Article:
The Black Hole in the Living Room Wall

Updated: Jun 21, 2019

I've always lived in somebody else's space: my parents' home, dormitory rooms, apartments, my parent's home again.... So I was in my 60s and retired before I ever had a space that was all mine, empty and clear of previous occupants' decorating ideas. I took some of my retirement savings and bought a little winter home in Florida.

It was when I began furnishing the living room that I first encountered the Black Hole in the living room wall. If you've ever decorated a room from scratch, you're already laughing because you know what it is: the television. A 21st century home necessity, yet this severely plain black rectangle sits smack in the middle of a wall, and doesn't blend well with any style of décor but medical-office modern. Not the design statement most homeowners wish to make, but how do you get around it?

The big Black Hole in the living room wall.

There are three options. Option 1 is just to ignore it; if you can ignore the way Aunt Erminegard sucks her false teeth, surely you can ignore the intrusion of a gigantic black rectangle. Option 2: you can buy or build a piece of furniture to hold it and hide it when not in use. There are some lovely wall cupboards with doors that fold back to expose the screen. But they cost as much as the TV, or more, and serve no purpose but camouflage. I like Option 3 the best: surround it with other rectangles to create a gallery of like shapes, all filled with pictures. This not only blends it into the décor, it fills your space with images of people and places you love so you can enjoy them every single day.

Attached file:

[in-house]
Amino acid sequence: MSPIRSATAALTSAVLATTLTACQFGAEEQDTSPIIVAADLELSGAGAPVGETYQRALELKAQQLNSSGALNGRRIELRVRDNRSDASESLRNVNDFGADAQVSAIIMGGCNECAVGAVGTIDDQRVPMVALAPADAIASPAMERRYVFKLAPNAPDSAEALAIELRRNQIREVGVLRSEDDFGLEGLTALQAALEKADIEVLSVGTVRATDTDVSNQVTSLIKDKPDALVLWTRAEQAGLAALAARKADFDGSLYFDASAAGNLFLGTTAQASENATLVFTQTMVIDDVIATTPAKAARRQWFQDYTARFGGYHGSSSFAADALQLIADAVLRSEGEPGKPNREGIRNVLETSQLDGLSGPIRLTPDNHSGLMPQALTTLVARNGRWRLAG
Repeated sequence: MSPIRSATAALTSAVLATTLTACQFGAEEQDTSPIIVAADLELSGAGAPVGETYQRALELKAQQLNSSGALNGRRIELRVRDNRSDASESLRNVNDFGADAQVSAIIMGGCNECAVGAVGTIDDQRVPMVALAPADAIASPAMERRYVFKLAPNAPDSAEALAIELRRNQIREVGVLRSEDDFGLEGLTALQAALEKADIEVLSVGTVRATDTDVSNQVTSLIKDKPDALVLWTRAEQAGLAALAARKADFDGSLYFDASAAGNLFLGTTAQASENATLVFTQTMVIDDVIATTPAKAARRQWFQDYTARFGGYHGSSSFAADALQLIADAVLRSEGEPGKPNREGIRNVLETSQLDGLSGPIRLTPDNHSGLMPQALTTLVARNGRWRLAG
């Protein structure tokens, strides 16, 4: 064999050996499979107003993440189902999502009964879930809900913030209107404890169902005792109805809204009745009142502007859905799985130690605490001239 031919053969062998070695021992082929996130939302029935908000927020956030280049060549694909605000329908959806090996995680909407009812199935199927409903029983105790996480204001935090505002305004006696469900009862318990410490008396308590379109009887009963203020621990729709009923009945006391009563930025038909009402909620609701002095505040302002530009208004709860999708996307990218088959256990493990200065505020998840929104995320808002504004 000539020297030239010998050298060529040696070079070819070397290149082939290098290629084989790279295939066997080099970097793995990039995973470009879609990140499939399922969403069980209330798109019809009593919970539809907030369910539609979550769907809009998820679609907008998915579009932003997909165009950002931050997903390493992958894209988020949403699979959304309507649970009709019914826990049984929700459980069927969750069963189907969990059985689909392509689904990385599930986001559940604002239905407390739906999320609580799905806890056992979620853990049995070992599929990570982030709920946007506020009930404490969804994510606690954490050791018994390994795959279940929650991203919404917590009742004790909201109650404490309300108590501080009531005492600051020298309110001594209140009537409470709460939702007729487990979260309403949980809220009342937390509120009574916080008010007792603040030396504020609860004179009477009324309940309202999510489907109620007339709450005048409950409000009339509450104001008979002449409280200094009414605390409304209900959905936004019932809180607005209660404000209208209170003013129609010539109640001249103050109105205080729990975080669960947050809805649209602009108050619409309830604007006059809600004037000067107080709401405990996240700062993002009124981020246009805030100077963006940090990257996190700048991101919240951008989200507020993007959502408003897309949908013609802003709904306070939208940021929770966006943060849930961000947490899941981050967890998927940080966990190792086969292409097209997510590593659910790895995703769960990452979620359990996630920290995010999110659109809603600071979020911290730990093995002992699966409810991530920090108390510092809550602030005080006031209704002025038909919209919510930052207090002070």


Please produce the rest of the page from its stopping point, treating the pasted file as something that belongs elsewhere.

The beginning of my gallery wall. (Minor children's faces blurred for privacy.)

It's not quite finished yet, but here's my living room wall now, with all my grandparents, my sister, my Toolish Child, and several cousins all smiling down on me every time I enter the room. It's my favorite place to be (except, of course, the beach.) It's a very small wall, only about six or seven feet long, so it will overflow soon onto adjacent walls to accommodate my parents, my brothers, and a whole gaggle of nieces and nephews, dogs, and other friends. Like families, galleries tend to grow over time.

If you'd like to create a gallery wall of your own but you don't quite know where to start, just ask me. I'd be happy to help. And by the way, those cluttery, distracting power and antenna cords--I have answers for them, too.

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